This is a, "Follow me as I follow the Lord until he takes us all home, " kinda deal.


Line upon line, precept upon precept, here a little, there a little, sometimes a LOT, as we all learn to forgive, learn to obey and learn to say, "Yes, Lord, whatever you ask me to do."


So I guess I'm saying It's "A-Okay" if you lose the wooden sculpture they made you last year.


If your "Best Mom Ever" mug gets chipped.


If you forget to instagram their school pics or their first knitted dishcloth or their anything and everything because you were having too much fun in the moment to remember to do so.


It's even okay if you weren't enjoying it at all and were having a terrible, horrible, no good very bad day.


Because it gets better.


It really does.


Your daughter will load the dishwasher, your son will call and tell you that he loves you and possibly even bribe his younger brother to buy you flowers for him.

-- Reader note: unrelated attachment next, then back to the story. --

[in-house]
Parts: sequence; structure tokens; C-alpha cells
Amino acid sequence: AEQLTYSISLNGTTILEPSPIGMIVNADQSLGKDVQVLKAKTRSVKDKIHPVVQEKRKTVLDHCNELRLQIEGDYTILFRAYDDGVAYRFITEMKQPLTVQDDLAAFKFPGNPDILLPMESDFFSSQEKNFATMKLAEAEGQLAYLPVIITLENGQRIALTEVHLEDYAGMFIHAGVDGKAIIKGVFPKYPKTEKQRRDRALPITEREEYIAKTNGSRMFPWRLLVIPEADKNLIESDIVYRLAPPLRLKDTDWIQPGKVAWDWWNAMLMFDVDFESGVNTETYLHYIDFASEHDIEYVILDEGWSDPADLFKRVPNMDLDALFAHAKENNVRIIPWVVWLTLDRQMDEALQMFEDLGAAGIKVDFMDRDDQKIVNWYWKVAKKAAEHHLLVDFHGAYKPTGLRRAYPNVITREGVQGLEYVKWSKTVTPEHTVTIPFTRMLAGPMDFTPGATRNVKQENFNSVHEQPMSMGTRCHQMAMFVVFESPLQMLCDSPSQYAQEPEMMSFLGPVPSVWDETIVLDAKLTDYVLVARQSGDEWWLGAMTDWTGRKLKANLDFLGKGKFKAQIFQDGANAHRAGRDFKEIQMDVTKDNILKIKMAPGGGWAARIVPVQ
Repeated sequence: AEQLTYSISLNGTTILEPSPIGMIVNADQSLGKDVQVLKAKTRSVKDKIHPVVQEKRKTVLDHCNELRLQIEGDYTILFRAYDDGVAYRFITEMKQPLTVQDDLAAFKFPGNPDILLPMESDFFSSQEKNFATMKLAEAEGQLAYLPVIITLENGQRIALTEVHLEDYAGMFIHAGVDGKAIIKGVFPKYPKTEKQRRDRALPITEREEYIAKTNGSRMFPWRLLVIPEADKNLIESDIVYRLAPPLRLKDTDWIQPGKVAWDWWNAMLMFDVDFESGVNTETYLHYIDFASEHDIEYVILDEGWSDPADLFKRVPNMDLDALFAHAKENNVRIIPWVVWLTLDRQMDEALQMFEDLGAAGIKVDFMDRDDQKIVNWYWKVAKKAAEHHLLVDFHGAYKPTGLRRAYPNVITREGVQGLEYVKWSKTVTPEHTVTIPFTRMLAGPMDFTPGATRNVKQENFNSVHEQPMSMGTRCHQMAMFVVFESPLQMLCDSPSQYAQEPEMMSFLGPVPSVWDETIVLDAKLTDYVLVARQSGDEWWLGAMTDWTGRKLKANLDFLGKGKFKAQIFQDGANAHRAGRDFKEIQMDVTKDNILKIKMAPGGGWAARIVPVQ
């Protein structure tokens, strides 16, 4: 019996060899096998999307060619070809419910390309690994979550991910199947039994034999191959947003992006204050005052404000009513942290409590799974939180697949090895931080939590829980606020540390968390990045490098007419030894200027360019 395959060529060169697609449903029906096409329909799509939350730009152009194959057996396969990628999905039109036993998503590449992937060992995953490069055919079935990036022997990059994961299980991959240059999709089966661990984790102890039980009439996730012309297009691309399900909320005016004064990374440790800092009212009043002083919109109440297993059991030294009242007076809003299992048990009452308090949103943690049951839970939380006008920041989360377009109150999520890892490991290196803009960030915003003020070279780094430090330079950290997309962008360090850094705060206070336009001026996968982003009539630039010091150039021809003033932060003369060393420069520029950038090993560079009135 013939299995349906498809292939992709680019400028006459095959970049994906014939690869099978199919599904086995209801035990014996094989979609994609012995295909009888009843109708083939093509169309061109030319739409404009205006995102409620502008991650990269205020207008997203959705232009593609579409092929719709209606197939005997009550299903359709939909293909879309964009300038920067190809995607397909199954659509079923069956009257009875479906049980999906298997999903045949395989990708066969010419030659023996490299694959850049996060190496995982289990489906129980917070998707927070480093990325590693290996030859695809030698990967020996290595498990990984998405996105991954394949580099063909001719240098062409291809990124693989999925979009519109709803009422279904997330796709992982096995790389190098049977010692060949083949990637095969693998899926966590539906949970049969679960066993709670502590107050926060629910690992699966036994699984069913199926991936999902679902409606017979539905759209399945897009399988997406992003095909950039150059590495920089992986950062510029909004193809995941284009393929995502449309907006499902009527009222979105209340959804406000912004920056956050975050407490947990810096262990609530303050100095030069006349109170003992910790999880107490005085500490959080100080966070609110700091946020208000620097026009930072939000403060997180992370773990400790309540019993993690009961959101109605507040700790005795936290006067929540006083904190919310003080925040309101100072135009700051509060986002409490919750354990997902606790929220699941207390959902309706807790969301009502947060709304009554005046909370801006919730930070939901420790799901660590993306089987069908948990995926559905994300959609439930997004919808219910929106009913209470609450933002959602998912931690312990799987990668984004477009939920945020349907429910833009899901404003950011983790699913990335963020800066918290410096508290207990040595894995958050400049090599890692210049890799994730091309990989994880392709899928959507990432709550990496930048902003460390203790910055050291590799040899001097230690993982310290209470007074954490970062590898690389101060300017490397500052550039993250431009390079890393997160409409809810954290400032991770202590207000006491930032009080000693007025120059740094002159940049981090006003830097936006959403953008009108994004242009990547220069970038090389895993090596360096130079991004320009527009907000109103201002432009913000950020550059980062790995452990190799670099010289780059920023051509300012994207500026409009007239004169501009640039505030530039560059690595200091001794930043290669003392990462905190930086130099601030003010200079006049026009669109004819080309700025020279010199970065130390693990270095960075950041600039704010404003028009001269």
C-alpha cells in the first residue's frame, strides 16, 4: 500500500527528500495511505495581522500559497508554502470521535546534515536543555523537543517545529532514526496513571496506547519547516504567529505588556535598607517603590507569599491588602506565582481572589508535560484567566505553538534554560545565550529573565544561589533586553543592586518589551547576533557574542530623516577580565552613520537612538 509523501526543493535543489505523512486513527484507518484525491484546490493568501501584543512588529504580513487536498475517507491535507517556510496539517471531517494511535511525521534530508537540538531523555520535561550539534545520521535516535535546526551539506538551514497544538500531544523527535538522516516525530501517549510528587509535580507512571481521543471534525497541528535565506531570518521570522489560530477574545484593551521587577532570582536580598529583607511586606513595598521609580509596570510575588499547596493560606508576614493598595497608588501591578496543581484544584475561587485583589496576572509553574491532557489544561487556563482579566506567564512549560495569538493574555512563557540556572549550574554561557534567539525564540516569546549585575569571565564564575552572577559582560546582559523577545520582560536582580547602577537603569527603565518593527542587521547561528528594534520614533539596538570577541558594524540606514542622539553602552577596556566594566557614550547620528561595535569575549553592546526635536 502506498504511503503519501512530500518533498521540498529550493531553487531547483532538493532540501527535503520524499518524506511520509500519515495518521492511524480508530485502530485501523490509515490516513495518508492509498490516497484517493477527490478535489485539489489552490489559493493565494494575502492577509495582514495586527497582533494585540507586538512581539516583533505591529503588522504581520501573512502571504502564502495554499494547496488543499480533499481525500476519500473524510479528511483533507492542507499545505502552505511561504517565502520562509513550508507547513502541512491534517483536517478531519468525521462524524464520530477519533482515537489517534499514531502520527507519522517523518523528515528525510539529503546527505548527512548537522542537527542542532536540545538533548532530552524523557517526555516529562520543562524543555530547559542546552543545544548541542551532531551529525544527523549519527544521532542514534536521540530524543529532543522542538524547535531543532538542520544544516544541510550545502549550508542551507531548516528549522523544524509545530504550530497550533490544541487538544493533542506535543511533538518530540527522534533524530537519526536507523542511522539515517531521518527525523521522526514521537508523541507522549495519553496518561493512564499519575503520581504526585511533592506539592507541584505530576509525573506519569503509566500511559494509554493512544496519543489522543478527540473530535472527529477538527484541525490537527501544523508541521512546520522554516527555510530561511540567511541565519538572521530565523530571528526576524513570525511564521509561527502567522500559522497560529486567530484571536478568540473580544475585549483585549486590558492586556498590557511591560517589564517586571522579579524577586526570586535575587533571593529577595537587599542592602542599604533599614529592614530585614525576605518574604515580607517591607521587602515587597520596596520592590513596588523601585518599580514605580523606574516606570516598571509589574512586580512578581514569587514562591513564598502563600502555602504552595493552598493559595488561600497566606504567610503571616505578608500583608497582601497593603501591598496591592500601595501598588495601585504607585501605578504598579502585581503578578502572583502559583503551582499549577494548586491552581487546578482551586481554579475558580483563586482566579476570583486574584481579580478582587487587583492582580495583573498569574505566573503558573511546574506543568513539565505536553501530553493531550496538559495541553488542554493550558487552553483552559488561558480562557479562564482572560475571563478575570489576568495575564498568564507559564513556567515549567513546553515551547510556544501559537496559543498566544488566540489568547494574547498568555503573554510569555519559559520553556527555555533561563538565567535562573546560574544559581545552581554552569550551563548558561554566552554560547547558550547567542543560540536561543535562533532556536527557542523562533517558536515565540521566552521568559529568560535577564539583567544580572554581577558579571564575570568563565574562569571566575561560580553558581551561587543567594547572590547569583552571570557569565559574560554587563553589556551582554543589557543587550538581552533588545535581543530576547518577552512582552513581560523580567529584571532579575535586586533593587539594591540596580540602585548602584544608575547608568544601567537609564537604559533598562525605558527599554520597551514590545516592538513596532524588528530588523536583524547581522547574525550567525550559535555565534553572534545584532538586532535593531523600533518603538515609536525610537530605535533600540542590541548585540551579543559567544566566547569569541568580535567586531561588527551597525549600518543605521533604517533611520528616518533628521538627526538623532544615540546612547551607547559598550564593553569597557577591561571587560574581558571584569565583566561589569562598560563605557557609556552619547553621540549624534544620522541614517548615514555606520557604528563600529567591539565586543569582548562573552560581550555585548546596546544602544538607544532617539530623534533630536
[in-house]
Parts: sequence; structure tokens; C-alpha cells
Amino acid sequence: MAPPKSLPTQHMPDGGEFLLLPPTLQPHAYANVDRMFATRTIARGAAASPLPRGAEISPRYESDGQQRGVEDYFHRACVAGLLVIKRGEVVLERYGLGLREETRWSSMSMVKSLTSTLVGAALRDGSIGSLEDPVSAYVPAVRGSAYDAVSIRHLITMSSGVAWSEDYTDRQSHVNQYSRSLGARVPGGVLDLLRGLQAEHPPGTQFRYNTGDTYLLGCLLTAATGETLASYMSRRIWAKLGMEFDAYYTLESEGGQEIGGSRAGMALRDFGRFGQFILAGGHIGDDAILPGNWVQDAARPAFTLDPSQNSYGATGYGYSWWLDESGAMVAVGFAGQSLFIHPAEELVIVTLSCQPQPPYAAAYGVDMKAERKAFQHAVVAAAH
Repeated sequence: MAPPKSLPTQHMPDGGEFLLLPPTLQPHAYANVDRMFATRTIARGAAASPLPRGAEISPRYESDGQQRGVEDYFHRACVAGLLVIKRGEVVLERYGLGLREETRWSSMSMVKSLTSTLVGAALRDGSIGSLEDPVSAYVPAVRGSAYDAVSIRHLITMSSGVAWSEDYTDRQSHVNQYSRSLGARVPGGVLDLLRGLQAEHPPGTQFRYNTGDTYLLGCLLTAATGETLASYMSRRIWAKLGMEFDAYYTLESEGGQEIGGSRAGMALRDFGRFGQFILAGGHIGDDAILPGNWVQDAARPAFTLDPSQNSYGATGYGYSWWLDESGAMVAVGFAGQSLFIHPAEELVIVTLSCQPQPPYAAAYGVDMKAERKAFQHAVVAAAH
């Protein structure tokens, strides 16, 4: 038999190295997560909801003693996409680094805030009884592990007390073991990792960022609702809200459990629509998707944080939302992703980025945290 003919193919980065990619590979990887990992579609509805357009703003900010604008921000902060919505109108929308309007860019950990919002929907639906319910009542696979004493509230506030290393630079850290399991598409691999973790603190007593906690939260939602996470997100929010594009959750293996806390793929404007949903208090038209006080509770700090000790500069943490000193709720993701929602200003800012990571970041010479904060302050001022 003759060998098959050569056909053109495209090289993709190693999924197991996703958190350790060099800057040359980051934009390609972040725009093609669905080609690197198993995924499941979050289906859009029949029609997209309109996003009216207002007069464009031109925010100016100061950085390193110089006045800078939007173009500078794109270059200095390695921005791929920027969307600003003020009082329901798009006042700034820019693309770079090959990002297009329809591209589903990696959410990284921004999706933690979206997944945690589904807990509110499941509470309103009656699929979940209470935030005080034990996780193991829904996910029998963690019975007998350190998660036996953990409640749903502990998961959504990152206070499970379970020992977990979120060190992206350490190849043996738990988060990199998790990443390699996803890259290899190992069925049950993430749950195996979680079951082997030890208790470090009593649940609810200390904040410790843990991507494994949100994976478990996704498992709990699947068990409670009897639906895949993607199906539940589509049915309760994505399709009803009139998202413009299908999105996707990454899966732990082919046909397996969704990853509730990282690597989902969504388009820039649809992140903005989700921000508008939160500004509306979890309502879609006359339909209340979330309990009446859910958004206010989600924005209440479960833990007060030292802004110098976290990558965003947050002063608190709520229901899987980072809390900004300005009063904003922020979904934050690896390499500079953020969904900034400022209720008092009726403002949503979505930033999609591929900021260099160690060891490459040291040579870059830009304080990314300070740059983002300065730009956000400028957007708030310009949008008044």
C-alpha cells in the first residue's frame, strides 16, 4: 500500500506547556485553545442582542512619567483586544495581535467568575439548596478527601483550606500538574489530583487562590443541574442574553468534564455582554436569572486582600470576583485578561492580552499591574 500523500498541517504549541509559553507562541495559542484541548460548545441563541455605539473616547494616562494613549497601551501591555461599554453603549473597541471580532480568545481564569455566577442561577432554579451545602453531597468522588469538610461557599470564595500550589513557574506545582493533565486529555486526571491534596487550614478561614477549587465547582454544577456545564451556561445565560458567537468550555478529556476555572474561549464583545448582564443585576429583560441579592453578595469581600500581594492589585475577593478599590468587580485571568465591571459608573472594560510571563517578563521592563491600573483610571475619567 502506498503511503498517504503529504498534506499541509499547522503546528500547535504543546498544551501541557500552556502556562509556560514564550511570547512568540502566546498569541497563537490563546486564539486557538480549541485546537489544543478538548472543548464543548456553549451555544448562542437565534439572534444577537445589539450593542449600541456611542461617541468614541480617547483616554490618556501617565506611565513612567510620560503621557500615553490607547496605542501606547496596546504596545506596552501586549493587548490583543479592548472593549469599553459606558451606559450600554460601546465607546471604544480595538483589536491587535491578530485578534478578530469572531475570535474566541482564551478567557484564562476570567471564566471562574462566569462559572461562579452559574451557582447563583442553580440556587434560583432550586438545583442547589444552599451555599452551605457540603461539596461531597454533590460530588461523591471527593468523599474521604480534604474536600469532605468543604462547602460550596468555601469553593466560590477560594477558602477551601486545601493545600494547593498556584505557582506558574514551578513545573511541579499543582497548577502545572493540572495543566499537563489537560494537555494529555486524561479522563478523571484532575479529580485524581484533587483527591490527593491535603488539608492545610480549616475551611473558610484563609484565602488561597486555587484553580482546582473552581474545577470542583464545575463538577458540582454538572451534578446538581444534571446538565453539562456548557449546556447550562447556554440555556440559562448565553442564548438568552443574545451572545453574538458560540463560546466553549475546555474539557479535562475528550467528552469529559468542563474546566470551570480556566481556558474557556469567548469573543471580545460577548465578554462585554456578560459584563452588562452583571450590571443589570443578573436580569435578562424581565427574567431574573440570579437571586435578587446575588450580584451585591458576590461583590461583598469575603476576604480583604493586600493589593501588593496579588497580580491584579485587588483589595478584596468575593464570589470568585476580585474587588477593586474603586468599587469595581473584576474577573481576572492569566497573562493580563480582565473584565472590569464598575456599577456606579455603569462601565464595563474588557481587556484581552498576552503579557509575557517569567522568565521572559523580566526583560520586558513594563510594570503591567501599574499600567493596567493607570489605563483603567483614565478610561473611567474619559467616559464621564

(Here's looking at you Isaac..)


And that's plum awesome.


When we lead with learning ourselves, knowing God ourselves, and teaching this to the crew, life accumulatively grows sweeter.


Yes, I have a heap of fun and little-ness in an accordion folder in my closet that is busting at the seams.


It has the picture of the infamous house on the biiiiiiig hill that hung over the light switch.


Remember that, kids?


It has the Christmas list where someone who will remain anonymous asked for "funky clothes."


It has the one and only picture of your Dad ever spiking his hair. That is gold to this family.


It holds birthday poems and Mother's Day cards and even Father's Dad "DAD" glasses we all wore one year.


It's sweet and fun and we all enjoy going through it time and again.